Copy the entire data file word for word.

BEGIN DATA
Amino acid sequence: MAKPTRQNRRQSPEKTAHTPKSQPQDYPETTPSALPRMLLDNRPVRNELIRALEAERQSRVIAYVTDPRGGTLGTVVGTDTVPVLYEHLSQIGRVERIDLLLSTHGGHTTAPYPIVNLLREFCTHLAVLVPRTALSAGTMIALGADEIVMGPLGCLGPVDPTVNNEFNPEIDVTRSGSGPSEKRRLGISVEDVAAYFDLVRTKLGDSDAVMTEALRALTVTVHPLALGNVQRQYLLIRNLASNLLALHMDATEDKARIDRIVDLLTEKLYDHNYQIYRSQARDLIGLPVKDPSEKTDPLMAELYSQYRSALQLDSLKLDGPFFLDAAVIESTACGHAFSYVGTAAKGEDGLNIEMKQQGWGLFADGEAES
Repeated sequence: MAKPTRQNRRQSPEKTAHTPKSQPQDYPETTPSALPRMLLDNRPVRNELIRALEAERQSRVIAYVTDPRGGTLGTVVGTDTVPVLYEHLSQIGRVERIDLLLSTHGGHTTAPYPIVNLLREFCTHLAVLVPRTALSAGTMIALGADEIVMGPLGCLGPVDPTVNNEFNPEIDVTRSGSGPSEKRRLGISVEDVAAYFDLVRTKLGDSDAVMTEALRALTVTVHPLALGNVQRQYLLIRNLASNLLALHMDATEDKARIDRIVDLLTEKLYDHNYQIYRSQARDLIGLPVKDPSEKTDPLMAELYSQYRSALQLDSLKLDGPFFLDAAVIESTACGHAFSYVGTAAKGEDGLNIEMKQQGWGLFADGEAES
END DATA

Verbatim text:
Amino acid sequence: MAKPTRQNRRQSPEKTAHTPKSQPQDYPETTPSALPRMLLDNRPVRNELIRALEAERQSRVIAYVTDPRGGTLGTVVGTDTVPVLYEHLSQIGRVERIDLLLSTHGGHTTAPYPIVNLLREFCTHLAVLVPRTALSAGTMIALGADEIVMGPLGCLGPVDPTVNNEFNPEIDVTRSGSGPSEKRRLGISVEDVAAYFDLVRTKLGDSDAVMTEALRALTVTVHPLALGNVQRQYLLIRNLASNLLALHMDATEDKARIDRIVDLLTEKLYDHNYQIYRSQARDLIGLPVKDPSEKTDPLMAELYSQYRSALQLDSLKLDGPFFLDAAVIESTACGHAFSYVGTAAKGEDGLNIEMKQQGWGLFADGEAES
Repeated sequence: MAKPTRQNRRQSPEKTAHTPKSQPQDYPETTPSALPRMLLDNRPVRNELIRALEAERQSRVIAYVTDPRGGTLGTVVGTDTVPVLYEHLSQIGRVERIDLLLSTHGGHTTAPYPIVNLLREFCTHLAVLVPRTALSAGTMIALGADEIVMGPLGCLGPVDPTVNNEFNPEIDVTRSGSGPSEKRRLGISVEDVAAYFDLVRTKLGDSDAVMTEALRALTVTVHPLALGNVQRQYLLIRNLASNLLALHMDATEDKARIDRIVDLLTEKLYDHNYQIYRSQARDLIGLPVKDPSEKTDPLMAELYSQYRSALQLDSLKLDGPFFLDAAVIESTACGHAFSYVGTAAKGEDGLNIEMKQQGWGLFADGEAES